Enhancement of performances through Post-Synthetic Modification (PSM).
USTAN developed a post synthetic modification (PSM) strategy to give superior water stability by reacting different amines with the aldehyde functionality of the imidazole linker (ZIF-94(Zn)). This produced negligible change in adsorption properties and maintained the nm sized particles (<200 nm). External surface modification was studied by CNRS-ILV/IMAP on MIL-100(Fe) and ZIF-8. Short chains (10 or 100 monomers) of PEG were grafted at the surface of the nanoparticles while maintaining the porosity for MIL-100(Fe). Such a functionalization of the outer surface of the MOFs seems to provide a better affinity with polymers, e.g. PVA (see WP4 for more results). Also, modification of the promising second generation MIL-91(Ti) has been achieved by USTAN using a linker with an additional methyl group to reduce the pore size and so the diffusivity of small molecules. MIL-91(Ti) doped with 10% showed a steady decrease in adsorption while the 100% Me-form was non porous. In this way it is possible to increase the selectivity of the MIL-91(Ti) structure without significantly reducing the CO2 uptake. Finally, an opportunity arose for USTAN to follow the rate of uptake of CO2 in crystals of ZIF-78 and Zn(nIm)2 prepared in this project by synchrotron IR microcrystal studies at the Diamond Synchrotron. These studies indicated that CO2 uptake in even large ZIF crystals is very rapid of the order of seconds and this method offers a route to direct measurements of CO2 diffusion in MOFs of relevance to MMMs.

UNIZAR worked also on the synthesis of MOF-MOF core-shell materials: ZIF-8/ZIF-7 and ZIF-93/ZIF-11. The idea was to use ZIF-8 nano-sized particles of 150 nm (or ZIF-93 of ca. 70 nm) and attach ZIF-7 (or ZIF-11) as precursor to be crystallized in the proper solvent. A conversion of ZIF-8 into ZIF-7 via post-synthetic modification with bIm was monitored and the reaction kinetics calculated leading to a wide variety of hybrid frameworks, being the ones containing 10 and 44% bIm the most promising. These materials were applied for membrane fabrication in WP4. PBI based MMMs at 20 wt% loading were tested obtaining an important augment of H2 permeability together with a huge increase of selectivity H2/CO2 up to 10.1 (at 180ºC and 3 Bar). This is the best H2/CO2 separation result obtained within M4CO2 for pre-combustion with dense MMMs. ZIF-7 was synthesized in its three forms ZIF-7-I, ZIF-7-II and ZIF-7-III. The denser phase, ZIF-7-III, more interesting for H2/CO2 separation, was obtained after additional exfoliation and sent to WP4 partners.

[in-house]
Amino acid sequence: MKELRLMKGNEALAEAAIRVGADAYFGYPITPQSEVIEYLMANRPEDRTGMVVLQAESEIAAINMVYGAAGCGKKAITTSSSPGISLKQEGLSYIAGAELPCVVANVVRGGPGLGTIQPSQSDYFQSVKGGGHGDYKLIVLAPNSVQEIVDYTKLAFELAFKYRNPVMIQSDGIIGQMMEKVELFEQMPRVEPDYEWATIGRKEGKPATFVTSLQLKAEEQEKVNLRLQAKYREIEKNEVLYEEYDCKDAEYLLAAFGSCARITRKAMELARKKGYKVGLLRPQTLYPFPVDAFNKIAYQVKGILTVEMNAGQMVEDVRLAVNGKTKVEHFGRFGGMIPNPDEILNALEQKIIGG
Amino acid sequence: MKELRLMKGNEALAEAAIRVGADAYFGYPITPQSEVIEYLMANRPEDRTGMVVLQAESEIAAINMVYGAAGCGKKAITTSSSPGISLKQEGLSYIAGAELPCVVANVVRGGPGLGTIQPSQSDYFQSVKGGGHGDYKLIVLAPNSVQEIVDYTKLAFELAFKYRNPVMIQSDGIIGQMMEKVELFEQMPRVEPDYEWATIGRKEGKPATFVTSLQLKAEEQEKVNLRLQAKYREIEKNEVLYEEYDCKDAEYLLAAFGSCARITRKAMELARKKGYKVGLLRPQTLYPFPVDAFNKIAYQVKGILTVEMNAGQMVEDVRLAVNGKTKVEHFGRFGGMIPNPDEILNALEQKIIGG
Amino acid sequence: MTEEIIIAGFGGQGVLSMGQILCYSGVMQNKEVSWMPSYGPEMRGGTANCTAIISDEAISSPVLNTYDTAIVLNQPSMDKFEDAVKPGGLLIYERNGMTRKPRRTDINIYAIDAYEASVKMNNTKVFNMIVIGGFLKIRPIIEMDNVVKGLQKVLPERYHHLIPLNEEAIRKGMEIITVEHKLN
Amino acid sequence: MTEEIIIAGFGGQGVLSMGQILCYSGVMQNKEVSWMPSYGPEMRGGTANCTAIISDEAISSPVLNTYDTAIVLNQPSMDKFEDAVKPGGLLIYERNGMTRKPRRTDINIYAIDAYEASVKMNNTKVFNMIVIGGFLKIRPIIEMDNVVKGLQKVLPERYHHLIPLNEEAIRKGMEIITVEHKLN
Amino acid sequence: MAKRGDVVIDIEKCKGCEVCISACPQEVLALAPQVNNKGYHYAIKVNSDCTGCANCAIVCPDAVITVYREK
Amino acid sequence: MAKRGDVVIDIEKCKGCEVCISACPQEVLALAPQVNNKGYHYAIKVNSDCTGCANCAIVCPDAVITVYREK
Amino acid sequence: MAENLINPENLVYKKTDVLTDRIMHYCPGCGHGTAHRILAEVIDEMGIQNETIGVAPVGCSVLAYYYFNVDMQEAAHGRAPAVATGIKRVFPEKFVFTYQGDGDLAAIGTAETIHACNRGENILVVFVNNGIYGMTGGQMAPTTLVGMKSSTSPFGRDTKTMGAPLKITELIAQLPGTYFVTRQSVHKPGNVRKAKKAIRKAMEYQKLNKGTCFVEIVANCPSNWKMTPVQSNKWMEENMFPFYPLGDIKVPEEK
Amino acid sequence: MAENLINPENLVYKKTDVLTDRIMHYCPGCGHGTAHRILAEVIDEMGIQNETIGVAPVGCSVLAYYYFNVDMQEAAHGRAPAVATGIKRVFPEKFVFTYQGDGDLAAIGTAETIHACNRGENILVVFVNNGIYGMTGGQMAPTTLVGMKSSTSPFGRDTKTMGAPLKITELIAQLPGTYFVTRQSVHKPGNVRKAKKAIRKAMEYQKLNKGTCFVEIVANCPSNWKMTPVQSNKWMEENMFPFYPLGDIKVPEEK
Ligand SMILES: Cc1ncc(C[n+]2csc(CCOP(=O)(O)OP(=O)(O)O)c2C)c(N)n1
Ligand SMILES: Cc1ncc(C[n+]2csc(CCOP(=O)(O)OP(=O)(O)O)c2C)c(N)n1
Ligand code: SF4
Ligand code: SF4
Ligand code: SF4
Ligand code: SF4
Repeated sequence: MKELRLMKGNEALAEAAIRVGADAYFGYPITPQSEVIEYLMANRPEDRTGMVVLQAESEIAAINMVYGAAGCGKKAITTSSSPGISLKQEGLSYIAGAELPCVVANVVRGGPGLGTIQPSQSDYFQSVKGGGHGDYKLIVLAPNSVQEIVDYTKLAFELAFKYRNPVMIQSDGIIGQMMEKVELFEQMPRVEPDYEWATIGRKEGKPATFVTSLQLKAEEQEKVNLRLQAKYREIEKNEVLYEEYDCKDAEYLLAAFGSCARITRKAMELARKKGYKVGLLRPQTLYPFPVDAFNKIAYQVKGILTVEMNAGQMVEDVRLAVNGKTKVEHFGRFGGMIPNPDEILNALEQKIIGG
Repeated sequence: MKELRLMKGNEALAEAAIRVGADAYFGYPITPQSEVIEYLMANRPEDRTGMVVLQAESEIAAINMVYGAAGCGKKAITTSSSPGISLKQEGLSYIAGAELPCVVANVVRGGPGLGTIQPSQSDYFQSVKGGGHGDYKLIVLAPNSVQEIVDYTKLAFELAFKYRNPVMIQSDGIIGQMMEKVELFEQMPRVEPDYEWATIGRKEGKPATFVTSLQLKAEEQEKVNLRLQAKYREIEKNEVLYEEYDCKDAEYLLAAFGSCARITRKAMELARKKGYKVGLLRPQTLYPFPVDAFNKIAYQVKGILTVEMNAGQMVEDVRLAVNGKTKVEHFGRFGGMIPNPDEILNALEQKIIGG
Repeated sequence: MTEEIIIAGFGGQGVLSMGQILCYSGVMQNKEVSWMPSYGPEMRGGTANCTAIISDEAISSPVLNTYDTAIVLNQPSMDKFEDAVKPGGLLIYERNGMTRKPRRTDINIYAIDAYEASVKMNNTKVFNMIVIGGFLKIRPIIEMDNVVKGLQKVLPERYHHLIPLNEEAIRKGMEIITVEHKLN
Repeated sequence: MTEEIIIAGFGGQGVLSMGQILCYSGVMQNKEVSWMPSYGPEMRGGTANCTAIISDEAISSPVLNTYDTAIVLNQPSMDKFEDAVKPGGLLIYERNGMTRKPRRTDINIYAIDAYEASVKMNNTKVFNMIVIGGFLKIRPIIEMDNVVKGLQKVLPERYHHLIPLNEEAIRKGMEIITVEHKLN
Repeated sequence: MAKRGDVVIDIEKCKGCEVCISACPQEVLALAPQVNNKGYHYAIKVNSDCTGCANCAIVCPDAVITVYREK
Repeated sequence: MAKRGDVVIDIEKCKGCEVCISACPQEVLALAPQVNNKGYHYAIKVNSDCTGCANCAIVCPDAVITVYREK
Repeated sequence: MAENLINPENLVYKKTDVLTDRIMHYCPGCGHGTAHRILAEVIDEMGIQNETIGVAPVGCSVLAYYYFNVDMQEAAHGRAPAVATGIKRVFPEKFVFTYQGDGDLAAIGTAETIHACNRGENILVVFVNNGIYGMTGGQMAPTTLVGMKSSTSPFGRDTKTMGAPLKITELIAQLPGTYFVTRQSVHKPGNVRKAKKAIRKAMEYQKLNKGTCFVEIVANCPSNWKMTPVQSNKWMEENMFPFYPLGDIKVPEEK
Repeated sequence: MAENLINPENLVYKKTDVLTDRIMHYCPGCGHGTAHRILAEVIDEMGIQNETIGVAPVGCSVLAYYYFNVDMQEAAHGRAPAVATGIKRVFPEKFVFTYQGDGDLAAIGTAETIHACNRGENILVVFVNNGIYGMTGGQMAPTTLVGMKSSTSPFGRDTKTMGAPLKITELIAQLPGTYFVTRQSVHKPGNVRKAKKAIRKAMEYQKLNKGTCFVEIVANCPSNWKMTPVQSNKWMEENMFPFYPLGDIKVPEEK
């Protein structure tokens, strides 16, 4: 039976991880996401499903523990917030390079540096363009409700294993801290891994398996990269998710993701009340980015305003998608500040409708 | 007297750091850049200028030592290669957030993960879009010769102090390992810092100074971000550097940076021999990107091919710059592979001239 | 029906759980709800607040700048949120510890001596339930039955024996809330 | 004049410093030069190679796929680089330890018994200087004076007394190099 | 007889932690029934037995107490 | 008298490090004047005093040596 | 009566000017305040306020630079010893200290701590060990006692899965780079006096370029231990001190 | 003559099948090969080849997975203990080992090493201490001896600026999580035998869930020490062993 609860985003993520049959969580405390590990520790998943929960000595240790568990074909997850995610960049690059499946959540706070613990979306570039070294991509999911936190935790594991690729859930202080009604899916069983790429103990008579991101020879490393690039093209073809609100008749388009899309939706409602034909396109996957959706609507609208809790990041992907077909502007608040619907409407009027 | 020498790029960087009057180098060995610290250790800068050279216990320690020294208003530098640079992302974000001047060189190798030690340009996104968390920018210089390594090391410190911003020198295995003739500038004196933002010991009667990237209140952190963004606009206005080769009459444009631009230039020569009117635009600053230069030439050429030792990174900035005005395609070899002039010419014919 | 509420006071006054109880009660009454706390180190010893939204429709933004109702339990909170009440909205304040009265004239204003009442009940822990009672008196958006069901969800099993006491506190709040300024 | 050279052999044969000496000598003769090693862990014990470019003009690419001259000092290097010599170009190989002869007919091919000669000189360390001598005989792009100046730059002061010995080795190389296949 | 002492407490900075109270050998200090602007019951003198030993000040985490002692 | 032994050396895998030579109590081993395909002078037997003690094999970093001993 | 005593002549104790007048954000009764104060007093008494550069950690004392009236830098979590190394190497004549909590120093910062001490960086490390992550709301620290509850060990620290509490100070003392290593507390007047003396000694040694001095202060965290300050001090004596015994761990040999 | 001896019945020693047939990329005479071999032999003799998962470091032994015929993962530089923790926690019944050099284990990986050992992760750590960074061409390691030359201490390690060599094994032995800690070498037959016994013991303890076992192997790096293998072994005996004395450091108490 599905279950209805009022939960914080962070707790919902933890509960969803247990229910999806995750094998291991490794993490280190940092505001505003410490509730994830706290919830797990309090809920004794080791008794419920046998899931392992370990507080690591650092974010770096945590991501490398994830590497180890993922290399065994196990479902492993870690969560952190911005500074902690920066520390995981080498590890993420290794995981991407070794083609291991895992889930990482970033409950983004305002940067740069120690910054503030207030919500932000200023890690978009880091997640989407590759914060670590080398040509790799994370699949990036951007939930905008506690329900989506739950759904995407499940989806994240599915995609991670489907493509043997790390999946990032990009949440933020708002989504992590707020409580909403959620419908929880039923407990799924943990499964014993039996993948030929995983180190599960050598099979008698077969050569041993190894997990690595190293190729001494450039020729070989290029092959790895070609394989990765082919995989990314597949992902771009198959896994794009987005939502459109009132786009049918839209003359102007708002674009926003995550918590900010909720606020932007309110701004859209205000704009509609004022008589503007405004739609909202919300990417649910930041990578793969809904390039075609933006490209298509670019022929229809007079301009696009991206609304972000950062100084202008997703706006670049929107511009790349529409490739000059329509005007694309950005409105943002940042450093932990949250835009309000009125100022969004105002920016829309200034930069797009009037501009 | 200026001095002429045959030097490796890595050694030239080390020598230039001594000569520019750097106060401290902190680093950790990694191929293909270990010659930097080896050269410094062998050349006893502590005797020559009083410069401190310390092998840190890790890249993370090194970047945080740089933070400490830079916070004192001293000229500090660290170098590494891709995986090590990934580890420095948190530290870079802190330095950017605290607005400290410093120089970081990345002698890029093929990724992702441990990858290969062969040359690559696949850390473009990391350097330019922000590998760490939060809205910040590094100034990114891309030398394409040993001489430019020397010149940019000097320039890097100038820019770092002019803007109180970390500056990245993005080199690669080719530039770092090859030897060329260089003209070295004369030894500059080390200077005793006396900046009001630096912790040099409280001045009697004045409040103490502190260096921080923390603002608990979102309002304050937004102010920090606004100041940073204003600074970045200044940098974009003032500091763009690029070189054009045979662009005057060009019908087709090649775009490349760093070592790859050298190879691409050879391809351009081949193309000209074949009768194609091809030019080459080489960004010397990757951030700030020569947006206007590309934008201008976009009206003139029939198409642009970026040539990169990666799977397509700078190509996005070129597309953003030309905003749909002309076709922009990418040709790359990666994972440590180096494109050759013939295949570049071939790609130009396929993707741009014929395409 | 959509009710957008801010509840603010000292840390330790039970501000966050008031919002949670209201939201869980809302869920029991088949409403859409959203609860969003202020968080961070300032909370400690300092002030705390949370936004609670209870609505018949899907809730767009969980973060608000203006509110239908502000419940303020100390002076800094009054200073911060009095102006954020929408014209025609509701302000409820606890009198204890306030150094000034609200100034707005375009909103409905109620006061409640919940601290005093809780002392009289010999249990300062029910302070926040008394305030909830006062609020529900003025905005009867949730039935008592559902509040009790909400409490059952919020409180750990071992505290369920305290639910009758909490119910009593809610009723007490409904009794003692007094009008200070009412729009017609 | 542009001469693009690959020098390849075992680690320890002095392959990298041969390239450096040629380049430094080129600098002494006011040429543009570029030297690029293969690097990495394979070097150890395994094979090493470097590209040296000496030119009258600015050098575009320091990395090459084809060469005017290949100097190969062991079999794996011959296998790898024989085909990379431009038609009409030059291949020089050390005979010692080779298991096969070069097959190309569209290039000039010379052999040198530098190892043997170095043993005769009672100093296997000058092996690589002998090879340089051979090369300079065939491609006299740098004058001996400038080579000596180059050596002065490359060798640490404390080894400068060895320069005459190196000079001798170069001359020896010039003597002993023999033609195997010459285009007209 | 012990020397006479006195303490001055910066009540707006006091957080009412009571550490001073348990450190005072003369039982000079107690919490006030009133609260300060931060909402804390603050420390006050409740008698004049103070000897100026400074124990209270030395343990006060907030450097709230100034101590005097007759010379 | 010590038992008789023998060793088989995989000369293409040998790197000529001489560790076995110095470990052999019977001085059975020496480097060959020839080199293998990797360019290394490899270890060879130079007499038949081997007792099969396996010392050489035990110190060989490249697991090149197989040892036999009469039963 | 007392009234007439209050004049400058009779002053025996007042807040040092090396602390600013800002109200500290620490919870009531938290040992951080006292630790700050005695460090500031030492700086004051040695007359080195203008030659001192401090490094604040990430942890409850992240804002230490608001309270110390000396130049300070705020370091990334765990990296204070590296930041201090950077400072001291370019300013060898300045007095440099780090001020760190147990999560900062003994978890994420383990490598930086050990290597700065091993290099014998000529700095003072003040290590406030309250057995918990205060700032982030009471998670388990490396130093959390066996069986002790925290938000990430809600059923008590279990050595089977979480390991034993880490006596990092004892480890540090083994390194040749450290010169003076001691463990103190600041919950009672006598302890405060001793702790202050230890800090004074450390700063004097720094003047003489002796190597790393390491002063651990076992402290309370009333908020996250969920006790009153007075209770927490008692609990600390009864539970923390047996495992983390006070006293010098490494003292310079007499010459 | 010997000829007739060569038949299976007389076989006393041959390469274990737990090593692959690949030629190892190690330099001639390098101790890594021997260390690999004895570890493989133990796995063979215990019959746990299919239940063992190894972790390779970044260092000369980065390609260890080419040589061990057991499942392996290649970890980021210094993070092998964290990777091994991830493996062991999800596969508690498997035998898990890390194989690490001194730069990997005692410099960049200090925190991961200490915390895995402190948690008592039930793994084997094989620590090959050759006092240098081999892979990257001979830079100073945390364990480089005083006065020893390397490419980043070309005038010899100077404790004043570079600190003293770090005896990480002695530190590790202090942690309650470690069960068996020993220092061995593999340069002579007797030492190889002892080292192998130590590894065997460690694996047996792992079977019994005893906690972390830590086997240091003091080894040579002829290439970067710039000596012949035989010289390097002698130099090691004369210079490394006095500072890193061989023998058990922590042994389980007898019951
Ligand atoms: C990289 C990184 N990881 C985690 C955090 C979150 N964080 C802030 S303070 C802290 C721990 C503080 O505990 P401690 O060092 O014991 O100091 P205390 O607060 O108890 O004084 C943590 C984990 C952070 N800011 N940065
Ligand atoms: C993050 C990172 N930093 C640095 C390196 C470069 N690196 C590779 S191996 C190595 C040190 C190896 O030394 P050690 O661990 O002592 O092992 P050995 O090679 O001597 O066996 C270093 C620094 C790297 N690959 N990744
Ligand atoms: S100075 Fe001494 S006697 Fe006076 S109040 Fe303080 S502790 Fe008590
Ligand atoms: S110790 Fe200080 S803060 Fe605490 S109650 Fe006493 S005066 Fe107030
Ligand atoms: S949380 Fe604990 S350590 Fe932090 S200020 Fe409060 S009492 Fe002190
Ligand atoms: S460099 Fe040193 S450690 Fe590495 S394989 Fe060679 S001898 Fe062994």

The synthesis and characterization of several new water stable Fe, Ti or Zr polycarboxylate MOFs has been carried out by CNRS-IMAP/ILV. The crystal structures of porous Zr tetracarboxylate MOFs MIL-178 and MIL-179 were successful solved leading to either a 3D cubic microporous architecture or an hexagonal 1D large pore material, respectively. Their synthesis conditions were finally optimized using green solvents. Series of narrow pores Zr dicarboxylate MOFs based on aliphatic linkers, including aminoacids with free pending basic NH2 groups suitable for CO2 capture, were also discovered. Their structures are still under investigation while their synthesis (green) conditions have been optimized. Note that two patents have been filed in 2017 accordingly and a third one is to be filed. The room temperature synthesis of new hydrothermally stable Fe polycarboxylate MOFs bearing free COOH groups has been developed leading to a microporous 1D coordination polymer with a high CO2/N2 selectivity (>150) and a new phase whose structure is still unknown but highly porous (≈1000 m2/g). More recently new mesoporous Zr-MOFs based on commercial dicarboxylic acids have been obtained with a large variety of functionalized linkers bearing polar or apolar groups. Finally, two new porous Ti-MOFs based on formic acid or trimesic acid have recently been isolated and their characterizations are under progress. First sorption tests indicate that these solids possess a high CO2/N2 selectivity above 100.